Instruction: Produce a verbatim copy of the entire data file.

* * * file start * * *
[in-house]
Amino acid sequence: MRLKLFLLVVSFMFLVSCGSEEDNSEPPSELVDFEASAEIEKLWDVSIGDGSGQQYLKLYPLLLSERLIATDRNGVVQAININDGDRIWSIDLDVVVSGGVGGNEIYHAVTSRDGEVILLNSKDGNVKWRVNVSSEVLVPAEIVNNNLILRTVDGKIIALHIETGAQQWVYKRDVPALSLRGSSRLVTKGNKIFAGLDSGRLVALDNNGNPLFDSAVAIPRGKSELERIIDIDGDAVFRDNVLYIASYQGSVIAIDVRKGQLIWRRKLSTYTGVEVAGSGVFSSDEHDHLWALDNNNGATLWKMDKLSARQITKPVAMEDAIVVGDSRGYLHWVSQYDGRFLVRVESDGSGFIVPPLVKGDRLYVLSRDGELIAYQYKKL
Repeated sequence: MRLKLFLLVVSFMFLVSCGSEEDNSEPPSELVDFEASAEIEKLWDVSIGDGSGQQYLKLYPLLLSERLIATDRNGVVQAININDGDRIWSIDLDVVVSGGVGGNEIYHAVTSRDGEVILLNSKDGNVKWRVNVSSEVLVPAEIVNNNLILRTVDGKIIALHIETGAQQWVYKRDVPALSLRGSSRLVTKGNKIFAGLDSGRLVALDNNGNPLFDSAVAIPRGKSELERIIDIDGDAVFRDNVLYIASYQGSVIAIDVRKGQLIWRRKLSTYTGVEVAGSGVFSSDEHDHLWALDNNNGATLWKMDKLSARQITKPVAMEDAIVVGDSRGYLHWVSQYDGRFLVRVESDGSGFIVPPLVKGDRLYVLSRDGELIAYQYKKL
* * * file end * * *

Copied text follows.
[in-house]
Amino acid sequence: MRLKLFLLVVSFMFLVSCGSEEDNSEPPSELVDFEASAEIEKLWDVSIGDGSGQQYLKLYPLLLSERLIATDRNGVVQAININDGDRIWSIDLDVVVSGGVGGNEIYHAVTSRDGEVILLNSKDGNVKWRVNVSSEVLVPAEIVNNNLILRTVDGKIIALHIETGAQQWVYKRDVPALSLRGSSRLVTKGNKIFAGLDSGRLVALDNNGNPLFDSAVAIPRGKSELERIIDIDGDAVFRDNVLYIASYQGSVIAIDVRKGQLIWRRKLSTYTGVEVAGSGVFSSDEHDHLWALDNNNGATLWKMDKLSARQITKPVAMEDAIVVGDSRGYLHWVSQYDGRFLVRVESDGSGFIVPPLVKGDRLYVLSRDGELIAYQYKKL
Repeated sequence: MRLKLFLLVVSFMFLVSCGSEEDNSEPPSELVDFEASAEIEKLWDVSIGDGSGQQYLKLYPLLLSERLIATDRNGVVQAININDGDRIWSIDLDVVVSGGVGGNEIYHAVTSRDGEVILLNSKDGNVKWRVNVSSEVLVPAEIVNNNLILRTVDGKIIALHIETGAQQWVYKRDVPALSLRGSSRLVTKGNKIFAGLDSGRLVALDNNGNPLFDSAVAIPRGKSELERIIDIDGDAVFRDNVLYIASYQGSVIAIDVRKGQLIWRRKLSTYTGVEVAGSGVFSSDEHDHLWALDNNNGATLWKMDKLSARQITKPVAMEDAIVVGDSRGYLHWVSQYDGRFLVRVESDGSGFIVPPLVKGDRLYVLSRDGELIAYQYKKL